6 Winter Interest Perennials

Looking for a bit of beauty during drab, gray days? Find it in these six perennials, which bring flowers, berries, color & fragrance to the darkest of months.

The best part—these tough plants don’t need much TLC. Well-draining soil is a must, with many preferring acidic soils. That means even new gardeners can boast big successes: Using sand or clean wood ash, properly amend soils prior to planting then watch the beauty unfold throughout the seasons.



Gaultheria procumbens, G. ovatifolia

Tough as Teaberries
True to its name, wintergreen keeps its glossy leaves through the coldest of months. In the same family as rhododendrons and heaths, wintergreen thrives in acidic soil. Its colloquial name, teaberry, stems from its berries that can be used to make—wait for it, tea. Leaves have a strong, minty fragrance, and both berries and leaves were used to make a hot drink favored by indigenous people. 

GROWING GUIDE: Low-growing wintergreen does best in bright locations and out of the hot sun. The North American native doesn’t shed its leaves, but minor pruning in spring will encourage new, bushy growth. Water only when necessary.



Daphne spp.

Heaven-Scented Beauties
Flowering as early as February, daphne is best known for two things: its unforgettable fragrance and temperamental disposition. These finicky favorites of Northwest gardeners are known to just up and die. With compact clusters of four-petal blooms, caring for daphne is worth the extra effort. 

GROWING GUIDE: Here’s what kills daphne: Too little drainage, too much care, and transplanting. Excellent drainage is of utmost importance. Some local aficionados grow daphne in sand only and fertilize rarely, if ever. A transplanted daphne likely is a dead daphne—so don’t chance it unless you’re okay with letting go. These slow-growing showstoppers prefer at least three hours of afternoon shade.

witch hazel


Hamamelis x intermedia spp.

Astringent Winter Wonder
A spell of frigid weather brings this ice queen to life. In the midst of weary winter months, witch hazel shrubs perfume the air with wild-looking blooms on leafless branches. Count on witch hazel flowers January through March. Cut a branch, put it in a vase and enjoy a fragrant harbinger of warmer days to come.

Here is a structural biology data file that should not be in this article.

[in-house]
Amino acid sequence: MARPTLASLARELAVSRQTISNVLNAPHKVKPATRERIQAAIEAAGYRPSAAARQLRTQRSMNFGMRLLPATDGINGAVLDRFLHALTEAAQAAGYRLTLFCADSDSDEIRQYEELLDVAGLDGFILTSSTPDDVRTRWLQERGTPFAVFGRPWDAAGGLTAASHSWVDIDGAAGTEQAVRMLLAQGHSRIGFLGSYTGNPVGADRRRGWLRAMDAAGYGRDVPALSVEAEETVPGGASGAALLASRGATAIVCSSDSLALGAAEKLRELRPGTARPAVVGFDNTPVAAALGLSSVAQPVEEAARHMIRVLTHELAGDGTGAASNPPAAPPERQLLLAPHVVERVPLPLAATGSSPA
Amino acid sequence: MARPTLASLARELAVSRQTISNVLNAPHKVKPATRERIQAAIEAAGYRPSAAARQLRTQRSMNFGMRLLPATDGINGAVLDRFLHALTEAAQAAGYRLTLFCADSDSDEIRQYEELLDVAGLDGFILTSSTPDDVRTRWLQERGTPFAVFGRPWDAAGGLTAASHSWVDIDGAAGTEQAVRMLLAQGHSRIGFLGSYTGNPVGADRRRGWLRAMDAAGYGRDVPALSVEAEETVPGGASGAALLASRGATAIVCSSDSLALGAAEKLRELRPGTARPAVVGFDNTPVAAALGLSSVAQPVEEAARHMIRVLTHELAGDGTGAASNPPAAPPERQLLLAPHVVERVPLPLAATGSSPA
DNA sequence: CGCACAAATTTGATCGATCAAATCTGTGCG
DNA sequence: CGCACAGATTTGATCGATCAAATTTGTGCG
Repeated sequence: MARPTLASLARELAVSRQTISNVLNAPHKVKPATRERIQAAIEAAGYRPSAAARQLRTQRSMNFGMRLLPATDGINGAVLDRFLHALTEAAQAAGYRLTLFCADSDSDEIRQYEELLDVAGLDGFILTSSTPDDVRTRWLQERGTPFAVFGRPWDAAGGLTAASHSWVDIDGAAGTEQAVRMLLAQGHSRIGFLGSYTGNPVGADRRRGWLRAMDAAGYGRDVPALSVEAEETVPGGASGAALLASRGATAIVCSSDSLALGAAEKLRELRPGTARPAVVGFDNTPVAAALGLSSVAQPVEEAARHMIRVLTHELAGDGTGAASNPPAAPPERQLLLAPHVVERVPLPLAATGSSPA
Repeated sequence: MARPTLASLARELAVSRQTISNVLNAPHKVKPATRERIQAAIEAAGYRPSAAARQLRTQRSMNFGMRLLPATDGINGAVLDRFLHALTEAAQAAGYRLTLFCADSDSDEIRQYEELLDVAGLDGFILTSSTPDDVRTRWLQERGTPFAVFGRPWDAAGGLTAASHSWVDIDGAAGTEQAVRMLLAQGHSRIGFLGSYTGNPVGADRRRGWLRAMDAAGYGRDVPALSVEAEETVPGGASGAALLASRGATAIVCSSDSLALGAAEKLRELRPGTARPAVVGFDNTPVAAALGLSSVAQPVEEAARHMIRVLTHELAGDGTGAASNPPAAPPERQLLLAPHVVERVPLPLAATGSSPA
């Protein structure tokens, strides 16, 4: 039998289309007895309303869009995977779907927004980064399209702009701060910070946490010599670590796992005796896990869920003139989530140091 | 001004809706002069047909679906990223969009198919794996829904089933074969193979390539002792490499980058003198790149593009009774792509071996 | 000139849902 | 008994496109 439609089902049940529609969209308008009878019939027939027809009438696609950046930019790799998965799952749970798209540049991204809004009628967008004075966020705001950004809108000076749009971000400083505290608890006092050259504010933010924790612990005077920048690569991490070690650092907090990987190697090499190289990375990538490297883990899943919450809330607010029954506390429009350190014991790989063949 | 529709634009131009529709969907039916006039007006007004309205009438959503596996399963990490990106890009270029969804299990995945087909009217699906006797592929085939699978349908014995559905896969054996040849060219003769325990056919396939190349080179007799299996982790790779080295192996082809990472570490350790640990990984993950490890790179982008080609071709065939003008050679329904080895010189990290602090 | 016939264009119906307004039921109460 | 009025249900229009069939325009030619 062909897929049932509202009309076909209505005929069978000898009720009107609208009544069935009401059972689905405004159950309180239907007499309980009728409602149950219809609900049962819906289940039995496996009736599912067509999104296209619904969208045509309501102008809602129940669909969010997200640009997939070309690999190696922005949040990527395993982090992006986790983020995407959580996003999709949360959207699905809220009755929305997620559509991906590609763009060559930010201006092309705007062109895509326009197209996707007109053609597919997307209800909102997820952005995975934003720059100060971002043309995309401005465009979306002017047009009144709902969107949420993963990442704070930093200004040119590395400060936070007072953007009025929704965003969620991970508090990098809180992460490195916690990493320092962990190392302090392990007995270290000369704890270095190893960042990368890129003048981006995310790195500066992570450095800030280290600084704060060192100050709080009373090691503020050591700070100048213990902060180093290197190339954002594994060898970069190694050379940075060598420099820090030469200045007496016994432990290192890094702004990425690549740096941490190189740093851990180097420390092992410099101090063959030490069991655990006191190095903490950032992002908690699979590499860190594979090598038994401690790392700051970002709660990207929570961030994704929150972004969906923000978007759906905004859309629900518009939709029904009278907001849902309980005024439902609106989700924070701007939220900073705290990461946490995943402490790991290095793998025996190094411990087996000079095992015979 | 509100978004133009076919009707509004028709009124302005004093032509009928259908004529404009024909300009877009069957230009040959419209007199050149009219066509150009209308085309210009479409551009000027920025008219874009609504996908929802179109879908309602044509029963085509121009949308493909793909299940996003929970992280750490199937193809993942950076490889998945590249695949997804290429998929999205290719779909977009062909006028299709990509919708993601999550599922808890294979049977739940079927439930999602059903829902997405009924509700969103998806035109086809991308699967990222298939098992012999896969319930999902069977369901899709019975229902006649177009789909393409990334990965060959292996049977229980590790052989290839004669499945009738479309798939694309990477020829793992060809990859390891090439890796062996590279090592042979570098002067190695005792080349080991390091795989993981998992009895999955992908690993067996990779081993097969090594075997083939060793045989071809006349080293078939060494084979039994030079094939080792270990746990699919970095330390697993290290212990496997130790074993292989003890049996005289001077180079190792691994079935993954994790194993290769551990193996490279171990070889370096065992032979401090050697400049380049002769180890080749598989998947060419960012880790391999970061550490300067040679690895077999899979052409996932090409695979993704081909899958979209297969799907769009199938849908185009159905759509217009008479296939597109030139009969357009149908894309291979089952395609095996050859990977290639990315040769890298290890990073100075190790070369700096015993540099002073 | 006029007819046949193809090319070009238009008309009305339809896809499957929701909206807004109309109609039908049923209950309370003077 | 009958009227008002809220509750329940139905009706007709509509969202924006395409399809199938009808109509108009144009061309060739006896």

GROWING GUIDE: Hardy and tolerant, summer care is the key to a winter-blooming witch hazel. Plant in full sun and amend soil with compost. In summer, add a thick layer of mulch and water well during dry spells. Summer is also the time to cut away any suckers emerging from the ground, and prune if you like.

vine maple


Acer circinatum spp.

Northwest Native
This Northwest native brings fire to your yard during the chilliest of months. Autumn leaves turn from greens into golds, crimsons & russets, then drop to reveal stunning red branches or bright bark. Some cultivars are more shrub-like, while others grow more tree-like, topping out at 20 feet. 

GROWING GUIDE: Low-maintenance vine maples thrive in acidic soil rich in organic matter. Establish where protected from full afternoon sun. For its first summer, water during dry spells. These maples grow equally well in deep shade to near-full sun. Prune during winter dormancy, if desired, for shape.



Helleborus orientalis, H. x hybridus spp.

Boring it Isn’t
Despite colloquial names like Christmas rose and Lenten rose, this buttercup-family plant isn’t a rose at all. Dormant during summer months, cup-shaped blooms emerge January through April, depending on species. Hellebore varieties have stems (caulescent) or may not (acaulescent), with leaves as interesting as its flowers.

GROWING GUIDE: Easy-growing hellebore is happiest in well-draining soil, which should be top-dressed annually with lime to counteract our acidic soil. Aphids are a problem, so hose those pesky guys off or apply neem oil. Spent flower stems should be pruned to the base.



Bergenia spp.

Made in the Shade
This shady lady and her bodacious color-changing leaves is low-growing stunner sure to cheer up dark garden corners. Also called pigsqueak for the sound it makes when two leaves rub together, bergenia leaves turn burgundy in the fall. Reaching 15 inches tall, this evergreen does well in plantings and containers, alike.

GROWING GUIDE: Simple-living bergenia needs well-draining soil, kept moist by shade. Amend soil with compost as needed. Remove dead leaves in the spring, and don’t touch it in the fall—its leaves supply bergenia with energy through winter for beautiful, early-spring blooms.